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Selective serotonin reuptake inhibitors (SSRIs) for autism spectrum disorders (ASD)

  1. Katrina Williams1,2,3,*,
  2. Amanda Brignell1,
  3. Melinda Randall1,
  4. Natalie Silove4,
  5. Philip Hazell5

Editorial Group: Cochrane Developmental, Psychosocial and Learning Problems Group

Published Online: 20 AUG 2013

Assessed as up-to-date: 7 AUG 2013

DOI: 10.1002/14651858.CD004677.pub3


How to Cite

Williams K, Brignell A, Randall M, Silove N, Hazell P. Selective serotonin reuptake inhibitors (SSRIs) for autism spectrum disorders (ASD). Cochrane Database of Systematic Reviews 2013, Issue 8. Art. No.: CD004677. DOI: 10.1002/14651858.CD004677.pub3.

Author Information

  1. 1

    University of Melbourne, The Royal Children's Hospital, Department of Paediatrics, Parkville, Victoria, Australia

  2. 2

    The Royal Children's Hospital, 3W Clinical Offices, Parkville, Victoria, Australia

  3. 3

    Murdoch Childrens Research Institute, Parkville, Victoria, Australia

  4. 4

    The Children's Hospital at Westmead, Child Development Unit, Westmead, New South Wales, Australia

  5. 5

    Sydney Medical School, Discipline of Psychiatry, Concord West, New South Wales, Australia

*Katrina Williams, Department of Paediatrics, University of Melbourne, The Royal Children's Hospital, 50 Flemington Rd, Parkville, Victoria, 3052, Australia. katrina.williams@rch.org.au.

Publication History

  1. Publication Status: New search for studies and content updated (no change to conclusions)
  2. Published Online: 20 AUG 2013

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Characteristics of included studies [ordered by study ID]
Barthelemy 1989

MethodsCross-over
No loss to follow-up


ParticipantsN = 13; Children only
8 boys, 5 girls
Age range 3 to 10 yrs, mean age 6 yrs, 4 months.
Diagnosis DSM-III autism

IQ range 30 - 75. Obsessive-compulsive behaviours not required


InterventionsTreatment: Fenfluramine twice daily divided dose at total 1.5 mg/kg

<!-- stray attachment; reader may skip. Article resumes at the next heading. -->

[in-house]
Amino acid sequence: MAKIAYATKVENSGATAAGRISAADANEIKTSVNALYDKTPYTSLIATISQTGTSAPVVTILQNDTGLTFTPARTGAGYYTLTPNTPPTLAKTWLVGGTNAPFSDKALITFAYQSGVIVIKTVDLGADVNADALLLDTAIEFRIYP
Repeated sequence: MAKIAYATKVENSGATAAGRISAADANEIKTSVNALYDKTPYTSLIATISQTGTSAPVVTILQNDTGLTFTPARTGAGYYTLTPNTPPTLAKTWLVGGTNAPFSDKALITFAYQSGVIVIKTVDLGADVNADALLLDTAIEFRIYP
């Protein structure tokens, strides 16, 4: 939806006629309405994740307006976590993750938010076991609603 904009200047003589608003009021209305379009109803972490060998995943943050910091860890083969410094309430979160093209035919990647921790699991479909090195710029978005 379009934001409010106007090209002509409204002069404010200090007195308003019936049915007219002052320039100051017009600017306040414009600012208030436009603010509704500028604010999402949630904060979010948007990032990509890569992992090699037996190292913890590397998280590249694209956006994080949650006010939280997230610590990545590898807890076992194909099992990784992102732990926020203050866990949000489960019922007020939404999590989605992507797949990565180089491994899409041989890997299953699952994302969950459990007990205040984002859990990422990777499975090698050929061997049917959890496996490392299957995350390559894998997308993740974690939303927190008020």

Reduced to 0.8 mg/kg in 2 children due to adverse effects
Duration: 3 months
Placebo: identical, placebo phase duration 1 month


OutcomesWeight
Behavior Summarised Evaluation
Urinary dopamine metabolites


Notes


Risk of bias

BiasAuthors' judgementSupport for judgement

Random sequence generation (selection bias)Unclear riskNot stated

Allocation concealment (selection bias)Unclear riskNot stated

Blinding of participants and personnel (performance bias)
All outcomes
Low riskParticipants and treating physicians blinded

Blinding of outcome assessment (detection bias)
All outcomes
Unclear riskUnclear if there was blinding of outcome assessors

Incomplete outcome data (attrition bias)
All outcomes
Low riskNo loss to follow-up

Selective reporting (reporting bias)Unclear riskNo information about what as planned

Buchsbaum 2001

MethodsCross-over
No loss to follow-up


ParticipantsN = 6; Adults only
5 men, 1 woman
Mean age 30.5 ∓ 8.6 yrs.
Diagnosis DSM-IV, ADI

5 autism, 1 Asperger disorder

IQ scores ranged from 53 to 119 and all participants were verbal. Obsessive-compulsive behaviours were not a requirement


InterventionsTreatment: fluoxetine starting dose 10 mg/day up to maximum dose 40 mg/day for 8 weeks
Placebo not described. Duration of placebo phase = 8 weeks


OutcomesYale-Brown Obsessive Compulsive Scale
Hamilton Rating Scale for Anxiety
Clinical Global Impression Scale - Improvement

Also mention of adaptation for baseline assessment for autism and scores for this measure are reported after intervention
Positron Emission Tomography


Notes


Risk of bias

BiasAuthors' judgementSupport for judgement

Random sequence generation (selection bias)Unclear riskNot stated

Allocation concealment (selection bias)Unclear riskNot stated

Blinding of participants and personnel (performance bias)
All outcomes
Low riskParticipants and treating physicians blinded

Blinding of outcome assessment (detection bias)
All outcomes
Unclear riskUnclear if there was blinding of outcome assessors

Incomplete outcome data (attrition bias)
All outcomes
Low riskNo loss to follow-up

Selective reporting (reporting bias)Unclear riskNo information about what was planned

Hollander 2005

MethodsCross-over

44 children randomised of 62 consented. 5 lost to follow-up


ParticipantsN = 44, 39 completed. Children only
30 boys, 9 girls
mean age 8.18 ∓ 3.0, range 5 to 16.
Diagnosis: DSM-IV-TR of Autism, PDD-NOS or Asperger Syndrome

IQ range 30 - 132. No required threshold for obsessive-compulsive behaviours


InterventionsTreatment: fluoxetine 8 weeks treatment, 4 weeks wash-out, 8 weeks cross-over
2.5 mg/day up to 0.8 mg/kg/day maximum


OutcomesYale-Brown Obsessive-Compulsion Scale
Clinical Global Improvement Scale Adapted to Global Autism
Suicidality Subscale of Overt Aggression Scale
Fluoxetine side effects checklist


Notes


Risk of bias

BiasAuthors' judgementSupport for judgement

Random sequence generation (selection bias)Unclear riskNot stated

Allocation concealment (selection bias)Unclear riskNot stated

Blinding of participants and personnel (performance bias)
All outcomes
Low risk"Double blind"

Blinding of outcome assessment (detection bias)